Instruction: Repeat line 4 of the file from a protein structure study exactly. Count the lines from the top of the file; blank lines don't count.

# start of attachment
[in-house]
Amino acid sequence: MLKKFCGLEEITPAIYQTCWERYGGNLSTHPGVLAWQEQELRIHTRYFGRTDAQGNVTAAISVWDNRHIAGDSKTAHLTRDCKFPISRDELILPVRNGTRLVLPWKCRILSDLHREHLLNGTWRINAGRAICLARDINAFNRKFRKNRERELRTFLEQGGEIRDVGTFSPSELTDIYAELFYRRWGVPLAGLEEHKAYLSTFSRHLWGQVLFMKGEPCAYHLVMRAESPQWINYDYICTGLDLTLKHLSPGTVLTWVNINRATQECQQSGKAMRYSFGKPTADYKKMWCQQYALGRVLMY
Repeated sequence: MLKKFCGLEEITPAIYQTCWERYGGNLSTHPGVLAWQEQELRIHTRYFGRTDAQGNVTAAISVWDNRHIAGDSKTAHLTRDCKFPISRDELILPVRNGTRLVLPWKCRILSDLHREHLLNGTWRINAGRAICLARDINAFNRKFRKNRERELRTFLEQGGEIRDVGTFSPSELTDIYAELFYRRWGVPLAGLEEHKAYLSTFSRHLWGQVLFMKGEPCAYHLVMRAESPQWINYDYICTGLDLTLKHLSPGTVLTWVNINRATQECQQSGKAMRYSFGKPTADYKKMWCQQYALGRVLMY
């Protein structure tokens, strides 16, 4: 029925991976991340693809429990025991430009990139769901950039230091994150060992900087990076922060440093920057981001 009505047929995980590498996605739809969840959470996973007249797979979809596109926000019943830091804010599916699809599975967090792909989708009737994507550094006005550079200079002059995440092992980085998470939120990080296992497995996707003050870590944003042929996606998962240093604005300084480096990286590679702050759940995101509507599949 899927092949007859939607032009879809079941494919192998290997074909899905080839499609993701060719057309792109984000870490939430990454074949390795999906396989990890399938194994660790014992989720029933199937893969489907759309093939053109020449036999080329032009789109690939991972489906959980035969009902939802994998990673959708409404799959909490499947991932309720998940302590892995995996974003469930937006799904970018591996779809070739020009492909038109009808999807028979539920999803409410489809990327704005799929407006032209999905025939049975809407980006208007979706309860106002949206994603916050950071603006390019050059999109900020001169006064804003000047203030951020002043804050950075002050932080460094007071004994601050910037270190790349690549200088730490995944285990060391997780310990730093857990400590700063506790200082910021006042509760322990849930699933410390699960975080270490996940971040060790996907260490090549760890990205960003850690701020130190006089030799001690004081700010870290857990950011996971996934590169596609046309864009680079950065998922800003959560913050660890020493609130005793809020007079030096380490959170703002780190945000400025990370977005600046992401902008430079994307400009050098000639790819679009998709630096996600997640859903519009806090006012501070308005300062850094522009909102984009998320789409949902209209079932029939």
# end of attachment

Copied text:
């Protein structure tokens, strides 16, 4: 029925991976991340693809429990025991430009990139769901950039230091994150060992900087990076922060440093920057981001 009505047929995980590498996605739809969840959470996973007249797979979809596109926000019943830091804010599916699809599975967090792909989708009737994507550094006005550079200079002059995440092992980085998470939120990080296992497995996707003050870590944003042929996606998962240093604005300084480096990286590679702050759940995101509507599949 899927092949007859939607032009879809079941494919192998290997074909899905080839499609993701060719057309792109984000870490939430990454074949390795999906396989990890399938194994660790014992989720029933199937893969489907759309093939053109020449036999080329032009789109690939991972489906959980035969009902939802994998990673959708409404799959909490499947991932309720998940302590892995995996974003469930937006799904970018591996779809070739020009492909038109009808999807028979539920999803409410489809990327704005799929407006032209999905025939049975809407980006208007979706309860106002949206994603916050950071603006390019050059999109900020001169006064804003000047203030951020002043804050950075002050932080460094007071004994601050910037270190790349690549200088730490995944285990060391997780310990730093857990400590700063506790200082910021006042509760322990849930699933410390699960975080270490996940971040060790996907260490090549760890990205960003850690701020130190006089030799001690004081700010870290857990950011996971996934590169596609046309864009680079950065998922800003959560913050660890020493609130005793809020007079030096380490959170703002780190945000400025990370977005600046992401902008430079994307400009050098000639790819679009998709630096996600997640859903519009806090006012501070308005300062850094522009909102984009998320789409949902209209079932029939």